Pfizer Prevails In Proposed Class Action Over Chantix Recall

A New York federal judge threw out a proposed class action over Pfizer’s Chantix recall, ruling that the consumers haven’t adequately alleged that Pfizer made any misrepresentations as to the presence of a possible carcinogen in the drug.

U.S. District Judge Denise L. Cote granted Pfizer’s motion to dismiss the suit, which centered on the presence of N-nitroso-varenicline — which is a nitrosamine, or chemical compound classified as possibly carcinogenic — in the smoking cessation drug. Pfizer recalled Chantix after learning about the N-nitroso-varenicline contamination.

Plaintiffs Roslyn Harris and Mary Allen claimed in their suit that they didn’t know Chantix contained N-nitroso-varenicline and they wouldn’t have purchased it had they known. They accused Pfizer of misrepresenting that the product contained only the active ingredient varenicline.

But Judge Cote said that Harris and Allen were required to plausibly allege that Pfizer represented or warranted that its product was free of nitrosamines — or at least that Pfizer had a duty to disclose any nitrosamine contamination. They haven’t done so, she said.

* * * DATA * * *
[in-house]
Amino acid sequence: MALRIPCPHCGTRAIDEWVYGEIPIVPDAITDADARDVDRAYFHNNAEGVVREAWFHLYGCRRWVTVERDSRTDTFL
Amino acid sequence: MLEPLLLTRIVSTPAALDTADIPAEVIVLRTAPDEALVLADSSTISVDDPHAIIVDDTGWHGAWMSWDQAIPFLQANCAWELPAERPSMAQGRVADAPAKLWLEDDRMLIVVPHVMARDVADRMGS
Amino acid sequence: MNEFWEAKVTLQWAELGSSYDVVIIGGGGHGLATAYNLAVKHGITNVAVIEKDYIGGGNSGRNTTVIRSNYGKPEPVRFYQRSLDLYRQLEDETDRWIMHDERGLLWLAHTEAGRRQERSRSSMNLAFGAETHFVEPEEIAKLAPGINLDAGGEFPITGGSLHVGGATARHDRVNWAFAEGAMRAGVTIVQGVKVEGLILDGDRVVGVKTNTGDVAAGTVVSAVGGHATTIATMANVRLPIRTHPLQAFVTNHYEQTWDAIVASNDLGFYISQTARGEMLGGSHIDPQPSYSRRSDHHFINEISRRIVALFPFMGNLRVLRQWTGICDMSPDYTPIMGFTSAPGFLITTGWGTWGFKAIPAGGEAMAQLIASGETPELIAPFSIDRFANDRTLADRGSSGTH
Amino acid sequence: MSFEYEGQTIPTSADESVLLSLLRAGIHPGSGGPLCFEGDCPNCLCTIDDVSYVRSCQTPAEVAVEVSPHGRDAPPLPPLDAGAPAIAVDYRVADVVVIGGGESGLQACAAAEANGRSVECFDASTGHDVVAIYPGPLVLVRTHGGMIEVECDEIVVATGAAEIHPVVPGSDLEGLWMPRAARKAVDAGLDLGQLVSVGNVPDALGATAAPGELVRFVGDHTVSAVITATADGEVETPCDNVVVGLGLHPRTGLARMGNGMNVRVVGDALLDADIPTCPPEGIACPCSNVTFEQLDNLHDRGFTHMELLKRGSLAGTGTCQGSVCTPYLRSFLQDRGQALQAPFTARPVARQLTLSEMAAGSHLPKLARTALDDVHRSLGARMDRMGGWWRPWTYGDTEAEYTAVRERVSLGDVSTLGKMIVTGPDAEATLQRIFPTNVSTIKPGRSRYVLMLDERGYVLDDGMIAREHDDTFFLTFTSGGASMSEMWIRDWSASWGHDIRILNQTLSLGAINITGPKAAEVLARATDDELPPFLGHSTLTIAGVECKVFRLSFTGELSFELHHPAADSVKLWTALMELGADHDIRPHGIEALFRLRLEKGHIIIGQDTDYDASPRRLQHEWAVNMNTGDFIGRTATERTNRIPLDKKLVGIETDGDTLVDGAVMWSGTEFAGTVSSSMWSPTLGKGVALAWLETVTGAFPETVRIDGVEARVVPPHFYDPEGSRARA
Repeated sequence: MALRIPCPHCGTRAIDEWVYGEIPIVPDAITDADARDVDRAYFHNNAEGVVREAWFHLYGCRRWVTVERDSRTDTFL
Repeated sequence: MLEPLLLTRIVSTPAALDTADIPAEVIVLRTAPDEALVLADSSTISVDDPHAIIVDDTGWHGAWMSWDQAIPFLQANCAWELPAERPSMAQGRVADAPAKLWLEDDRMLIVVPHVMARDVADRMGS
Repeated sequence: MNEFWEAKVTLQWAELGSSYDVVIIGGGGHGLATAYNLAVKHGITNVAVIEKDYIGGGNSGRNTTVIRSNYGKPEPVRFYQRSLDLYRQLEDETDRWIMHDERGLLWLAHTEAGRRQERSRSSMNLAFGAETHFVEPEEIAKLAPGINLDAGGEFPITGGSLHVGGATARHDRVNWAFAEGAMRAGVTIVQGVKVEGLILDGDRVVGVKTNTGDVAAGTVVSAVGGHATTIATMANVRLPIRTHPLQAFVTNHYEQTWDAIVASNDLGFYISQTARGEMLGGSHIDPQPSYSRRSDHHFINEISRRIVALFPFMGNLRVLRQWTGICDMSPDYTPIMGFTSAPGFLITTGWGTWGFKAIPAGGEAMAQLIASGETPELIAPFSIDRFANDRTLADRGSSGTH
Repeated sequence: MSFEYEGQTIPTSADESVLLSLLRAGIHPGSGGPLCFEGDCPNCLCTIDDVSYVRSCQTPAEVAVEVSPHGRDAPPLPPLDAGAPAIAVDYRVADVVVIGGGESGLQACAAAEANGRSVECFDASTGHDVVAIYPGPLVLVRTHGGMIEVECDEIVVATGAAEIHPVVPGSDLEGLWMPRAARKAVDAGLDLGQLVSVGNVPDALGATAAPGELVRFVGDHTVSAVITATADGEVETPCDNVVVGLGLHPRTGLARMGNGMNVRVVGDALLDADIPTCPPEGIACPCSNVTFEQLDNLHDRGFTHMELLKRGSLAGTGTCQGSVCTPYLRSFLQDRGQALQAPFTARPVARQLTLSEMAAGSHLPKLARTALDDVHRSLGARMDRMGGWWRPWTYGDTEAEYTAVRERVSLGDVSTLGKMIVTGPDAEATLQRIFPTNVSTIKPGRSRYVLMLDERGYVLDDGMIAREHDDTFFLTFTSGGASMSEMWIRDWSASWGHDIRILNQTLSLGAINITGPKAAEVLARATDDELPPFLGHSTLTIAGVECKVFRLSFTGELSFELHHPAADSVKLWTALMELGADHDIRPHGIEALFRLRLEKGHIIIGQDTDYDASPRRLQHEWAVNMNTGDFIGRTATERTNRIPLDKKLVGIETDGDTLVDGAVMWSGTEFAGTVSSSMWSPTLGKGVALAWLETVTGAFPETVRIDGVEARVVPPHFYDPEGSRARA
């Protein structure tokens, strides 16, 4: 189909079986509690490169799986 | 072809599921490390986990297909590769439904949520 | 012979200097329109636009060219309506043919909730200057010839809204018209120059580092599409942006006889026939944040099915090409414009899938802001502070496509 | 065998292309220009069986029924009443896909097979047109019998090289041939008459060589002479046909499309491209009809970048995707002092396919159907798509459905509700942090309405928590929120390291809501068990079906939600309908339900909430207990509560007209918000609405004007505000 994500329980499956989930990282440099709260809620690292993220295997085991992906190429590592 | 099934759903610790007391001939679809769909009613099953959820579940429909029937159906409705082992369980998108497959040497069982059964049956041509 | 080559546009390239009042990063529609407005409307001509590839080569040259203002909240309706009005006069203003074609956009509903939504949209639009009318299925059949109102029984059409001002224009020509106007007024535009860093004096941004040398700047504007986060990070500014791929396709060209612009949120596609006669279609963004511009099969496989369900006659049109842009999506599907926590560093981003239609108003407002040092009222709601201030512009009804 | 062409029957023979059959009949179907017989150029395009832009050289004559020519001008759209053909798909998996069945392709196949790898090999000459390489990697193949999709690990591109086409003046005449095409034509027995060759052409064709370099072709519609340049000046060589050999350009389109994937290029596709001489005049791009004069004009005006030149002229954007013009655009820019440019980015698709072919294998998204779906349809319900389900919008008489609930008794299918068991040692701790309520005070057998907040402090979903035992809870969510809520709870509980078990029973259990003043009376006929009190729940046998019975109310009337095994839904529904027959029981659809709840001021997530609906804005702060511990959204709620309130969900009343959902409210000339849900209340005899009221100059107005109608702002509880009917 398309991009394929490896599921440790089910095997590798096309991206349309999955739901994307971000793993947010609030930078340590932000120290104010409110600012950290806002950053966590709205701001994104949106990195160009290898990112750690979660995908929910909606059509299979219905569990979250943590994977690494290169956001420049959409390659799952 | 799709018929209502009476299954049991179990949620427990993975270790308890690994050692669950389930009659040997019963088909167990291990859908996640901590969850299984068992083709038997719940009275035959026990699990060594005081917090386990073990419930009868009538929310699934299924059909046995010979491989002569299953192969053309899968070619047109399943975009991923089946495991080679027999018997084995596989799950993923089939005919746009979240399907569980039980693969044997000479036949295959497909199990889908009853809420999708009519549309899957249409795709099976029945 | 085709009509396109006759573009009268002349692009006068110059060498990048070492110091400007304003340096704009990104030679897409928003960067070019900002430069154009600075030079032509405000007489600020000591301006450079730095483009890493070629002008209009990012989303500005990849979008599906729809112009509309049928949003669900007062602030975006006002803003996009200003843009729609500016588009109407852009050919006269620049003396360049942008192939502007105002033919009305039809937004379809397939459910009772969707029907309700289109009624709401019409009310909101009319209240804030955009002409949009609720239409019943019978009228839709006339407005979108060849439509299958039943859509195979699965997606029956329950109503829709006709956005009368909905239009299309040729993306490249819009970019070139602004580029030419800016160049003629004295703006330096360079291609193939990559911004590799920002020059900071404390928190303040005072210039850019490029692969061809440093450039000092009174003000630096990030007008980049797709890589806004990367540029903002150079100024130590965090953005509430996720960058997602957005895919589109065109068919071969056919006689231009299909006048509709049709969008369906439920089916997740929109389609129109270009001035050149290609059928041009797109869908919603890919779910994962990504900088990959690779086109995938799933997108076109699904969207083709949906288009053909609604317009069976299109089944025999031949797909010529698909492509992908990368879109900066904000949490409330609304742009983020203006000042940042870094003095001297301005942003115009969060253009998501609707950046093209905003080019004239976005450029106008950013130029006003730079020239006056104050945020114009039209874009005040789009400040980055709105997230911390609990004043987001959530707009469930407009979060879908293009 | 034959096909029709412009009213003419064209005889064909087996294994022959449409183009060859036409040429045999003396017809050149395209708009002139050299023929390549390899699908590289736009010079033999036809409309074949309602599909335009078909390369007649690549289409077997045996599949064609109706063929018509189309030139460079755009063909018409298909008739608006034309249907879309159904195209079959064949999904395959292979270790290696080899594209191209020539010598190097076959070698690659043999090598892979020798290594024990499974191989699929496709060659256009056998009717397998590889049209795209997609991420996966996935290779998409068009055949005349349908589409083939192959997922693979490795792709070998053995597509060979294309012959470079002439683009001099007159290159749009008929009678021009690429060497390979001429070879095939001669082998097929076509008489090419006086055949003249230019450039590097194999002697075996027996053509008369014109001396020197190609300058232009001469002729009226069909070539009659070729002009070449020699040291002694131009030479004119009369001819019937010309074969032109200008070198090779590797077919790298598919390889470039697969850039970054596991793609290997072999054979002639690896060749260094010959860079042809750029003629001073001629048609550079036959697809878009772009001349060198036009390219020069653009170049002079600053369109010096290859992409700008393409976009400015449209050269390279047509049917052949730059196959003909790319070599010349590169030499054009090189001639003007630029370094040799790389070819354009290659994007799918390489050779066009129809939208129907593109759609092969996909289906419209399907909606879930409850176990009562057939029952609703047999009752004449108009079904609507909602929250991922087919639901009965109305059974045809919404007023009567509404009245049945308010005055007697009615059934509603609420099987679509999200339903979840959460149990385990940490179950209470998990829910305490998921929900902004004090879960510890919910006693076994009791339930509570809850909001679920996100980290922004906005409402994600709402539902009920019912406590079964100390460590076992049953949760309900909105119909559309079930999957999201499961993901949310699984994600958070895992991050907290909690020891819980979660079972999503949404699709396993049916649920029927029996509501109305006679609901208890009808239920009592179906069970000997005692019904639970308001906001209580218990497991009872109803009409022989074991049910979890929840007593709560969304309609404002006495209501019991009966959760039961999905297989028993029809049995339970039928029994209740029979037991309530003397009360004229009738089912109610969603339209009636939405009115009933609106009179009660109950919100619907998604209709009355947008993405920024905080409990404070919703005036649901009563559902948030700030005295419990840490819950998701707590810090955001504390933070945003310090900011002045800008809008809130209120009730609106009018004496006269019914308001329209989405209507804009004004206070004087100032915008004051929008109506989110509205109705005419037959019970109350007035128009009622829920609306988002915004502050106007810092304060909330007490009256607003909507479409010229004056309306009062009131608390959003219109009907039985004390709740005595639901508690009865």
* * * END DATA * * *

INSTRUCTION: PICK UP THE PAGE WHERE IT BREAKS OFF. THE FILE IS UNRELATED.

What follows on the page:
Neither the product label nor the medication guide stated that varenicline was the only biologically active ingredient in Chantix. Judge Cote also rejected the consumers’ contention that the contamination meant that the medication they bought is distinct from the Chantix that was approved by the U.S. Food and Drug Administration.

And the consumers haven’t alleged that Pfizer knew its drug was contaminated at the time that Harris and Allen purchased it. Nor have they plausibly alleged that Pfizer had a duty to disclose anything to them, as they weren’t in a fiduciary or special relationship with the company.

According to the consumers’ first amended complaint, Pfizer recalled Chantix last year due to contamination from N-nitroso-varenicline. Harris, a New Jersey resident, said she purchased four boxes of Chantix that were subject to recall. Meanwhile, Allen, of New York, said she purchased three boxes.

Both women said they paid a co-pay for Chantix and then took at least some of the medication before it was recalled. Neither Harris nor Allen contends that their health has suffered as a result.  Rather, they claimed that they didn’t see N-nitro-varenicline listed as an ingredient on the medication’s box or labeling, and the presence of the compound has rendered the product worthless.


Leave a Reply